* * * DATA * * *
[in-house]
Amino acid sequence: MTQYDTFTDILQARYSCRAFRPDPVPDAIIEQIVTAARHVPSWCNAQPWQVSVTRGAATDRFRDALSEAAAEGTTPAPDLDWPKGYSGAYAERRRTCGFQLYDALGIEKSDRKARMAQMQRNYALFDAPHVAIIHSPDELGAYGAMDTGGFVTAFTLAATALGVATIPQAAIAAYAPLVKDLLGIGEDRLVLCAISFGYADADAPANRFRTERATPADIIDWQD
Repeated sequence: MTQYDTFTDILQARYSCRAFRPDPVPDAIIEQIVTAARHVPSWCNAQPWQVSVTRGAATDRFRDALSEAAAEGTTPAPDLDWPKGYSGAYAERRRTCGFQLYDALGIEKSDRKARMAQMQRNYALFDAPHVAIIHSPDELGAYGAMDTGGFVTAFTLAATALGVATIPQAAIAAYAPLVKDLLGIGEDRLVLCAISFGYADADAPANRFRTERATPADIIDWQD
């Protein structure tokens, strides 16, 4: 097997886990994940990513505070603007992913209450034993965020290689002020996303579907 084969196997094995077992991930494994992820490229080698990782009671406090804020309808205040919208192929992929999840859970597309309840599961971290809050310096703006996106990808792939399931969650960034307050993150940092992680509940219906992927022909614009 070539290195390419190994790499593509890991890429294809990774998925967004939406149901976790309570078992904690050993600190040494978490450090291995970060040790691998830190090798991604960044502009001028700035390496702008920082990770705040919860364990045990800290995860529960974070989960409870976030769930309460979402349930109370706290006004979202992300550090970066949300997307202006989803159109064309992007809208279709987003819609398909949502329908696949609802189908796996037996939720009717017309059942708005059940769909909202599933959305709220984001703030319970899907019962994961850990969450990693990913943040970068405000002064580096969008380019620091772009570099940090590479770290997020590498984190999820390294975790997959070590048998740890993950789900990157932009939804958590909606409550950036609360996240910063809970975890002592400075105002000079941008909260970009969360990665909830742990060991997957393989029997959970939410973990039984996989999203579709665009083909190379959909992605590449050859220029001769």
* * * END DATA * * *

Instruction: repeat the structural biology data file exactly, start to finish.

[in-house]
Amino acid sequence: MTQYDTFTDILQARYSCRAFRPDPVPDAIIEQIVTAARHVPSWCNAQPWQVSVTRGAATDRFRDALSEAAAEGTTPAPDLDWPKGYSGAYAERRRTCGFQLYDALGIEKSDRKARMAQMQRNYALFDAPHVAIIHSPDELGAYGAMDTGGFVTAFTLAATALGVATIPQAAIAAYAPLVKDLLGIGEDRLVLCAISFGYADADAPANRFRTERATPADIIDWQD
Repeated sequence: MTQYDTFTDILQARYSCRAFRPDPVPDAIIEQIVTAARHVPSWCNAQPWQVSVTRGAATDRFRDALSEAAAEGTTPAPDLDWPKGYSGAYAERRRTCGFQLYDALGIEKSDRKARMAQMQRNYALFDAPHVAIIHSPDELGAYGAMDTGGFVTAFTLAATALGVATIPQAAIAAYAPLVKDLLGIGEDRLVLCAISFGYADADAPANRFRTERATPADIIDWQD
């Protein structure tokens, strides 16, 4: 097997886990994940990513505070603007992913209450034993965020290689002020996303579907 084969196997094995077992991930494994992820490229080698990782009671406090804020309808205040919208192929992929999840859970597309309840599961971290809050310096703006996106990808792939399931969650960034307050993150940092992680509940219906992927022909614009 070539290195390419190994790499593509890991890429294809990774998925967004939406149901976790309570078992904690050993600190040494978490450090291995970060040790691998830190090798991604960044502009001028700035390496702008920082990770705040919860364990045990800290995860529960974070989960409870976030769930309460979402349930109370706290006004979202992300550090970066949300997307202006989803159109064309992007809208279709987003819609398909949502329908696949609802189908796996037996939720009717017309059942708005059940769909909202599933959305709220984001703030319970899907019962994961850990969450990693990913943040970068405000002064580096969008380019620091772009570099940090590479770290997020590498984190999820390294975790997959070590048998740890993950789900990157932009939804958590909606409550950036609360996240910063809970975890002592400075105002000079941008909260970009969360990665909830742990060991997957393989029997959970939410973990039984996989999203579709665009083909190379959909992605590449050859220029001769």